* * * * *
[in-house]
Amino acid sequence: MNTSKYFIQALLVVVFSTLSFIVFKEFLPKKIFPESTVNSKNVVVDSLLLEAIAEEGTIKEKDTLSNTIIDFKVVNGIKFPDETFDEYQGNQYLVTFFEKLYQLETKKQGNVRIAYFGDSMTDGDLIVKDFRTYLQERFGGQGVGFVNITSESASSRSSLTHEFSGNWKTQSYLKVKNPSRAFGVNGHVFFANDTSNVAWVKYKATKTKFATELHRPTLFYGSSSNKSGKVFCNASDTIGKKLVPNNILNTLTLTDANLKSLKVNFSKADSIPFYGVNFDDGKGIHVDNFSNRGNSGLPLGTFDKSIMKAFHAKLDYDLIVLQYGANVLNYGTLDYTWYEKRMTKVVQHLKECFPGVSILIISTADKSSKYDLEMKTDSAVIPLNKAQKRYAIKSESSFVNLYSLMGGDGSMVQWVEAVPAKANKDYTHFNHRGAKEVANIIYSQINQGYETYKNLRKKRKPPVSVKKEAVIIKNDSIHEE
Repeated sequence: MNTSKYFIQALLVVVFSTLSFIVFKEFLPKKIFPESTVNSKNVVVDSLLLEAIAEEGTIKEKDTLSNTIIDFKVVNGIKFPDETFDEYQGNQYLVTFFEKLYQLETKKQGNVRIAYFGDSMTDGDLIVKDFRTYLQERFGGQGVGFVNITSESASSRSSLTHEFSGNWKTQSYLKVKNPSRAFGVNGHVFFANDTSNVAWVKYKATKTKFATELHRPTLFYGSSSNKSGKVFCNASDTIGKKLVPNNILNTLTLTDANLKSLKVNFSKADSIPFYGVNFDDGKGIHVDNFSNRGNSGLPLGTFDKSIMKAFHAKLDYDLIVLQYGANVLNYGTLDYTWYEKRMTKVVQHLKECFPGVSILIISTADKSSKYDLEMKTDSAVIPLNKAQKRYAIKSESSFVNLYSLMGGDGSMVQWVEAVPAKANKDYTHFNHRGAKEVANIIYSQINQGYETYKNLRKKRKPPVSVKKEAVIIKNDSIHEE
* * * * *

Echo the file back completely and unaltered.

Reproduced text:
[in-house]
Amino acid sequence: MNTSKYFIQALLVVVFSTLSFIVFKEFLPKKIFPESTVNSKNVVVDSLLLEAIAEEGTIKEKDTLSNTIIDFKVVNGIKFPDETFDEYQGNQYLVTFFEKLYQLETKKQGNVRIAYFGDSMTDGDLIVKDFRTYLQERFGGQGVGFVNITSESASSRSSLTHEFSGNWKTQSYLKVKNPSRAFGVNGHVFFANDTSNVAWVKYKATKTKFATELHRPTLFYGSSSNKSGKVFCNASDTIGKKLVPNNILNTLTLTDANLKSLKVNFSKADSIPFYGVNFDDGKGIHVDNFSNRGNSGLPLGTFDKSIMKAFHAKLDYDLIVLQYGANVLNYGTLDYTWYEKRMTKVVQHLKECFPGVSILIISTADKSSKYDLEMKTDSAVIPLNKAQKRYAIKSESSFVNLYSLMGGDGSMVQWVEAVPAKANKDYTHFNHRGAKEVANIIYSQINQGYETYKNLRKKRKPPVSVKKEAVIIKNDSIHEE
Repeated sequence: MNTSKYFIQALLVVVFSTLSFIVFKEFLPKKIFPESTVNSKNVVVDSLLLEAIAEEGTIKEKDTLSNTIIDFKVVNGIKFPDETFDEYQGNQYLVTFFEKLYQLETKKQGNVRIAYFGDSMTDGDLIVKDFRTYLQERFGGQGVGFVNITSESASSRSSLTHEFSGNWKTQSYLKVKNPSRAFGVNGHVFFANDTSNVAWVKYKATKTKFATELHRPTLFYGSSSNKSGKVFCNASDTIGKKLVPNNILNTLTLTDANLKSLKVNFSKADSIPFYGVNFDDGKGIHVDNFSNRGNSGLPLGTFDKSIMKAFHAKLDYDLIVLQYGANVLNYGTLDYTWYEKRMTKVVQHLKECFPGVSILIISTADKSSKYDLEMKTDSAVIPLNKAQKRYAIKSESSFVNLYSLMGGDGSMVQWVEAVPAKANKDYTHFNHRGAKEVANIIYSQINQGYETYKNLRKKRKPPVSVKKEAVIIKNDSIHEE